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      Human airway epithelial cell culture to identify new respiratory viruses: Coronavirus NL63 as a model


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          Propagation of new human respiratory virus pathogens in established cell lines is hampered by a lack of predictability regarding cell line permissivity and by availability of suitable antibody reagents to detect infection in cell lines that do not exhibit significant cytopathic effect. Recently, molecular methods have been used to amplify and identify novel nucleic acid sequences directly from clinical samples, but these methods may be hampered by the quantity of virus present in respiratory secretions at different time points following the onset of infection. Human airway epithelial (HAE) cultures, which effectively mimic the human bronchial environment, allow for cultivation of a wide variety of human respiratory viral pathogens. The goal of the experiments described here was to determine if propagation and identification of a human respiratory virus may be achieved through inoculation of HAE cultures followed by whole transcriptome amplification (WTA) and sequence analysis. To establish proof-of-principle human coronavirus NL63 (HCoV-NL63) was evaluated, and the first visualization of HCoV-NL63 virus by transmission electron microscopy (TEM) is reported. Initial propagation of human respiratory secretions onto HAE cultures followed by TEM and WTA of culture supernatant may be a useful approach for visualization and detection of new human respiratory pathogens that have eluded identification by traditional approaches.

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                Author and article information

                J Virol Methods
                J. Virol. Methods
                Journal of Virological Methods
                Elsevier B.V.
                5 December 2008
                March 2009
                5 December 2008
                : 156
                : 1
                : 19-26
                [a ]Department of Microbiology and Immunology, Loyola University Chicago Stritch School of Medicine, 2160 South First Avenue, Maywood, IL, United States
                [b ]Department of Pathology, George Washington University School of Medicine, Washington, DC, United States
                [c ]Cystic Fibrosis/Pulmonary Research and Treatment Center, University of North Carolina at Chapel Hill, United States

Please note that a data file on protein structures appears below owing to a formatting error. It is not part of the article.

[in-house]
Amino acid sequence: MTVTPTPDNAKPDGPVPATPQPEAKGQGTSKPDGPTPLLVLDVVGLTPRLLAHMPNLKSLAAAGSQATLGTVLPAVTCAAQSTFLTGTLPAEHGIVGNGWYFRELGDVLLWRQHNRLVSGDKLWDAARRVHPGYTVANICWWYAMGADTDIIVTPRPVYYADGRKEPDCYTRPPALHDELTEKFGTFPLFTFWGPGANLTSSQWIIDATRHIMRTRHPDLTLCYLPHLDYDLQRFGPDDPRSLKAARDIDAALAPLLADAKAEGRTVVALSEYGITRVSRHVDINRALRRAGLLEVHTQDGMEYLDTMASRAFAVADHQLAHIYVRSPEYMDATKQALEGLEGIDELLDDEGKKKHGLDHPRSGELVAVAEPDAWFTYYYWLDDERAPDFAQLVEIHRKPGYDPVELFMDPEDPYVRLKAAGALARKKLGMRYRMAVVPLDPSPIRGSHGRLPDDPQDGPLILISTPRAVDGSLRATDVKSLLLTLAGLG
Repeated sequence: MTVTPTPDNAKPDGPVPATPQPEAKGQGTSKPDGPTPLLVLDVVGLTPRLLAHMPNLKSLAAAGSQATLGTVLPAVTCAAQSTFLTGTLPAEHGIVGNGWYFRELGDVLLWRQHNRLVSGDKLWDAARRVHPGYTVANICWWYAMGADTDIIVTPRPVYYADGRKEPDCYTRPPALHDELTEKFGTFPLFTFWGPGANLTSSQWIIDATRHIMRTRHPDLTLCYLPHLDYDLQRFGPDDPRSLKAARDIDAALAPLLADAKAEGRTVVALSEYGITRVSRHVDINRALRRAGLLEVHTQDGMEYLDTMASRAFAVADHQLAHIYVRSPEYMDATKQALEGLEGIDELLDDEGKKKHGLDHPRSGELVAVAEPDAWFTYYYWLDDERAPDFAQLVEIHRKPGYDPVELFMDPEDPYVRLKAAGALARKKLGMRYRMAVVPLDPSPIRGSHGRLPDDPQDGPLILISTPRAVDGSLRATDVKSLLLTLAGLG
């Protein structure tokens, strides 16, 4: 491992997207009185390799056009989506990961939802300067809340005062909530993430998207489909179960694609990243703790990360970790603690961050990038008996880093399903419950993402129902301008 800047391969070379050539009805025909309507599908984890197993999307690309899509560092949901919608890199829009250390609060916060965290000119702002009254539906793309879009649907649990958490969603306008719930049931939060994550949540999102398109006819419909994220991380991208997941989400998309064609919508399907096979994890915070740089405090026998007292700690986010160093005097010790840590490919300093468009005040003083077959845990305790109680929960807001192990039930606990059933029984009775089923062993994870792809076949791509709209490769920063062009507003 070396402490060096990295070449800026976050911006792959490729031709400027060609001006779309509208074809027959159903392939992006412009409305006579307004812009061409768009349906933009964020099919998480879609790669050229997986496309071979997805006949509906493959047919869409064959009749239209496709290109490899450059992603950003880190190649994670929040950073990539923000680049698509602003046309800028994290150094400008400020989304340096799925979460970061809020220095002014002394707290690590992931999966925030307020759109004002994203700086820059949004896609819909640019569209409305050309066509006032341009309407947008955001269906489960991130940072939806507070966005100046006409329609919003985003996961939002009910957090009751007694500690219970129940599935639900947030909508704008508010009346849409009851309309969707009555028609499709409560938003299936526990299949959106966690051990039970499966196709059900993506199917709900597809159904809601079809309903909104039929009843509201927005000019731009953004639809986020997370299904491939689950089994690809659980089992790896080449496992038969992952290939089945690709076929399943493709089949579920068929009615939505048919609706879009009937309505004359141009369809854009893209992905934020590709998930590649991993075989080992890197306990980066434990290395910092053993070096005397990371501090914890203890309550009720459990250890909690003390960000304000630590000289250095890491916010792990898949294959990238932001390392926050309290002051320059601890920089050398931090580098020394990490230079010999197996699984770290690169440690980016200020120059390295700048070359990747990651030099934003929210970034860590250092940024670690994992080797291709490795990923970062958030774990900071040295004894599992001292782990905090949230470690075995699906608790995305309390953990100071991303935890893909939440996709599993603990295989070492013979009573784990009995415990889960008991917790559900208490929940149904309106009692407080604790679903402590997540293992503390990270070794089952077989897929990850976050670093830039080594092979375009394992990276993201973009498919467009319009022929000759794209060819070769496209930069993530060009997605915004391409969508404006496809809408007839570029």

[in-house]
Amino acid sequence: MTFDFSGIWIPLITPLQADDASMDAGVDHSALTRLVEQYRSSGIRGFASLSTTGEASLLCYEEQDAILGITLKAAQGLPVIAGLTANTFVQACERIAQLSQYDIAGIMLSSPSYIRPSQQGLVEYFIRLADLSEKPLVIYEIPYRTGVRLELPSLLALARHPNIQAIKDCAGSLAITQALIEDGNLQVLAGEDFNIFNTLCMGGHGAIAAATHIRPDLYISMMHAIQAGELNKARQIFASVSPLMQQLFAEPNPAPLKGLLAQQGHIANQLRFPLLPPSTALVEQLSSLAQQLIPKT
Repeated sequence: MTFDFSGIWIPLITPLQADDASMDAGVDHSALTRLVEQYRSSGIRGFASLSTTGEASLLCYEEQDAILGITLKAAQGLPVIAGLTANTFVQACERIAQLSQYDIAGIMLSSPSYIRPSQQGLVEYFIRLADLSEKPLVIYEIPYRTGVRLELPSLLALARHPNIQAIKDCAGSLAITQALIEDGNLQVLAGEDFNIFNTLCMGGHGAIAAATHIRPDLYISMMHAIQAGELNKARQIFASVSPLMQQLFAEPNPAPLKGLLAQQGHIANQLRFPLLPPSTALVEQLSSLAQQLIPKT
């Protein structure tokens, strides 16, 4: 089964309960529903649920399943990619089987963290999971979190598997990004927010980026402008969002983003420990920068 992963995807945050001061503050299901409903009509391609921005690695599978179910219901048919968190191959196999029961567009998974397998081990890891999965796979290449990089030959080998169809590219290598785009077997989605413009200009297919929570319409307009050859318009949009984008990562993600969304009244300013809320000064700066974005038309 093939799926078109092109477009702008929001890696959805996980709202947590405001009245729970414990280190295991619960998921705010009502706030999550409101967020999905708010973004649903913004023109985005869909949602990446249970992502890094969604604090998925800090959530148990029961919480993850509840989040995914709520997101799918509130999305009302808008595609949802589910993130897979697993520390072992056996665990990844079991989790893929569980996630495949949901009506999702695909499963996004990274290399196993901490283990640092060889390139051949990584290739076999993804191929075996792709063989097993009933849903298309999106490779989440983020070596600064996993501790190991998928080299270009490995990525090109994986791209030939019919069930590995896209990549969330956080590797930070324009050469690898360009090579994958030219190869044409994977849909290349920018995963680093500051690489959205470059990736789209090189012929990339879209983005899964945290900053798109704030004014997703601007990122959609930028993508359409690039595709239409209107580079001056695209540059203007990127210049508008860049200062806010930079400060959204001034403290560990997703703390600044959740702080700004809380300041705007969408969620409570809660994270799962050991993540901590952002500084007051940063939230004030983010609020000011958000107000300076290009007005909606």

[d ]Department of Pediatrics and Department of Microbiology and Immunology, Northwestern University Feinberg School of Medicine, Chicago, IL, United States
                Author notes
                [* ]Corresponding author at: Department of Microbiology and Immunology, Loyola University Medical center, 2160 South First Avenue, Building 105, Maywood, IL 60153, United States. Tel.: +1 708 216 6910; fax: +1 708 216 9574. sbaker1@ 123456lumc.edu
                Copyright © 2008 Elsevier B.V. All rights reserved.

                Since January 2020 Elsevier has created a COVID-19 resource centre with free information in English and Mandarin on the novel coronavirus COVID-19. The COVID-19 resource centre is hosted on Elsevier Connect, the company's public news and information website. Elsevier hereby grants permission to make all its COVID-19-related research that is available on the COVID-19 resource centre - including this research content - immediately available in PubMed Central and other publicly funded repositories, such as the WHO COVID database with rights for unrestricted research re-use and analyses in any form or by any means with acknowledgement of the original source. These permissions are granted for free by Elsevier for as long as the COVID-19 resource centre remains active.

                : 22 July 2008
                : 7 October 2008
                : 13 October 2008

                Microbiology & Virology
                hcov-nl63, human coronavirus nl63,wta, whole transcriptome amplification,sars-cov, severe acute respiratory syndrome coronavirus,cpe, cytopathic effect,tem, transmission electron microscopy,hae, human airway epithelium,hae culture,coronavirus,hcov-nl63,tem,whole transcriptome amplification


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